12 takeaways from future companies and innovative organizations

Why did we choose this as a topic? Well, today, the world is changing faster than ever before, with technologies and cultures rapidly shifting as the digital era kicks into full gear. Yet how are we changing as humans? To look to Parmenides, change is but an illusion, the river changes but its bed is always essentially the same. Us humans are indeed the same specimens as our ancestors, but our experiences are undoubtedly changing.

So with such speed, and such a disconnect between our changing context and our human nature, how can our organizations continue to not only function but flourish moving forward? We are already mastering our systems and processes, yet we find that innovation today is still elusive to the many. This is why we must look to the human factor as the cornerstone of this next period of innovation.

Split across two days of individual stories and parables that we can take lessons from, this is 12 takeaways we gained from this edition of maize.LIVE: Future Companies & Innovative Organizations.

 Parable: Home Of The Brave  Carlo Boccadoro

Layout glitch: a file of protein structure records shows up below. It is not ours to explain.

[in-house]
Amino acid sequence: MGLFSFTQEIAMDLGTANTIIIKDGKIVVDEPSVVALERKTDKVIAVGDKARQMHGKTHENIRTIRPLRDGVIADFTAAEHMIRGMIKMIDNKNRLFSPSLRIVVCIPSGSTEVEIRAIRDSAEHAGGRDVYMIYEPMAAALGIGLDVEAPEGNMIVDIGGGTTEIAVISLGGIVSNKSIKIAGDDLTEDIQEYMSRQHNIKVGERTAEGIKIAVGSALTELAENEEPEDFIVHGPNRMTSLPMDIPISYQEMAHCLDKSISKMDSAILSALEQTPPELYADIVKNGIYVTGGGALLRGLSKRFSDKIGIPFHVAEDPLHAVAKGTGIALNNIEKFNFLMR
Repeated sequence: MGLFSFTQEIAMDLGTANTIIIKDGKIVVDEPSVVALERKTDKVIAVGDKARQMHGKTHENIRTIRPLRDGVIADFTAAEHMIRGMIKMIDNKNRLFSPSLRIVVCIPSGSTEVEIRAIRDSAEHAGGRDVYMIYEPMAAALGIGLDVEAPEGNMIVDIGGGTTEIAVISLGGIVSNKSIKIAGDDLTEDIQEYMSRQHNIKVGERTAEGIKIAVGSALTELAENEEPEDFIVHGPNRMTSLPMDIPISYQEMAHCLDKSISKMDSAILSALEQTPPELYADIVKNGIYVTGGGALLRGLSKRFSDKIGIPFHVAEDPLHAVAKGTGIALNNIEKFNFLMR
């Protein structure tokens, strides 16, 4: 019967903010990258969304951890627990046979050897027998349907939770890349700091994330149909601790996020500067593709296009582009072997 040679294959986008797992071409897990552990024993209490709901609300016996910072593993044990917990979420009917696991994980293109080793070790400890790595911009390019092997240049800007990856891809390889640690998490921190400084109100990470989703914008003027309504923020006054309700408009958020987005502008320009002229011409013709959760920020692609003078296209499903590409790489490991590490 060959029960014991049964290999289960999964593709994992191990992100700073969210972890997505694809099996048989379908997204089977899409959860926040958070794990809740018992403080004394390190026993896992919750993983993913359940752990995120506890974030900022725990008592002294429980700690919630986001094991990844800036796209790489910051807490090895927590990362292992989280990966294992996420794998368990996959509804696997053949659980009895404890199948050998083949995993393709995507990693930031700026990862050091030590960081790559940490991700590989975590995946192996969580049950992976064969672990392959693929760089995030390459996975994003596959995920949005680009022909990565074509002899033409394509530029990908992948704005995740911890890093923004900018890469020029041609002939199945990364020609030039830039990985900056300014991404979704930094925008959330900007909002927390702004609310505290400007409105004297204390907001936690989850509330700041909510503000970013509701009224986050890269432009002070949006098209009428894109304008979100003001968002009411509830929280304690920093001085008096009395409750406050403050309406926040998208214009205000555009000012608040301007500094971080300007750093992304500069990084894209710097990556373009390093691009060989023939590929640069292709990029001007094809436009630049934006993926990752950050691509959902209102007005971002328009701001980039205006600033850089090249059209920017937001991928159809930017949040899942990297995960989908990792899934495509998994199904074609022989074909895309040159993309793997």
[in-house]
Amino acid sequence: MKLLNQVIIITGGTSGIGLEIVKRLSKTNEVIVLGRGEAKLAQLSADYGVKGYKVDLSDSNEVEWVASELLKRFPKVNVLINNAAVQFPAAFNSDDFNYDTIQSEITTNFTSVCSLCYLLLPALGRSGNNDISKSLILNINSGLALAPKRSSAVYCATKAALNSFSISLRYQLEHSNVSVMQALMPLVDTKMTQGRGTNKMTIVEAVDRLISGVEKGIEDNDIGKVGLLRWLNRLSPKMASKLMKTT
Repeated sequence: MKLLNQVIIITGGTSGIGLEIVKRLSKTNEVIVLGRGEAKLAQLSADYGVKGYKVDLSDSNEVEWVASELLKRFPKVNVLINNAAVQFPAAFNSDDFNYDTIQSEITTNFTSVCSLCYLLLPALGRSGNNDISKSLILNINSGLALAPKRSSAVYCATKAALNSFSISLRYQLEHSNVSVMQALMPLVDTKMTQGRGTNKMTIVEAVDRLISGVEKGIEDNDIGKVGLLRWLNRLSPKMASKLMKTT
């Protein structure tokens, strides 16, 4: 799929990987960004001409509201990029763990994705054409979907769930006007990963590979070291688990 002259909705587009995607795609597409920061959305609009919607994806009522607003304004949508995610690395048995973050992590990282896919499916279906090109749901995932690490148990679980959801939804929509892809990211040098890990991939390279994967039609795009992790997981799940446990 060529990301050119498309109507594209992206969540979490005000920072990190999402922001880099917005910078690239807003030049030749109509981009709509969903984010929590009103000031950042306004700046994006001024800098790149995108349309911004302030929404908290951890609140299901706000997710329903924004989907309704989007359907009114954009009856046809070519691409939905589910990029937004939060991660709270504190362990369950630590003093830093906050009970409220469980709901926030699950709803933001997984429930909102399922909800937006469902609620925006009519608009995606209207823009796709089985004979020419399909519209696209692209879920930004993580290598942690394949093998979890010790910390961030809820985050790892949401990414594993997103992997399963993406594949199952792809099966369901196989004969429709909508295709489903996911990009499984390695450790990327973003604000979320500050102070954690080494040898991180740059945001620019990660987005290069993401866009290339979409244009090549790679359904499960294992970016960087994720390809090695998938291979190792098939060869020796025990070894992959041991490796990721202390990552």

Takeaway: Have Courage in What You Do 

Bravery in art is everything, if you are not brave you are not an artist you an entertainer which is about reinsurance”. This was the message Carlo Boccadoro, the esteemed classical composer, delivered in his opening talk, Home Of The Brave, about the need to push buttons and be courageous in order to succeed.

Taking on us a musical journey spanning centuries, from Matteo Da Perugia’s shaking up of rhythm, through to Claudio Monteverdi’s invention of Opera and insertion of humanity into music – a medium only for the gods prior – all the way to the Beatles and their game-changing release of Sergeant Pepper’s Lonely Heart Band in 1967.

Whether it be Beethoven, Chopin, or Steve Rage, by challenging their audiences and going against the grain, these artists managed to make music for the future, music that would be respected by music lovers and scholars alike for centuries to come.

It is this courageous ethos that must be imparted into everything an organization does going forward. If not, it has no chance of making an impact in the future, a future that is already upon us.

 Talk: Why Leaders Should Bet On Freedom and Responsibility Isaac Getz 

 Takeaway: Ego a Go-Go 

Next up were some wise words from Isaac Getz, a celebrated professor who has had a huge hand in informing businesses about how a strong culture eats strategy for breakfast every time.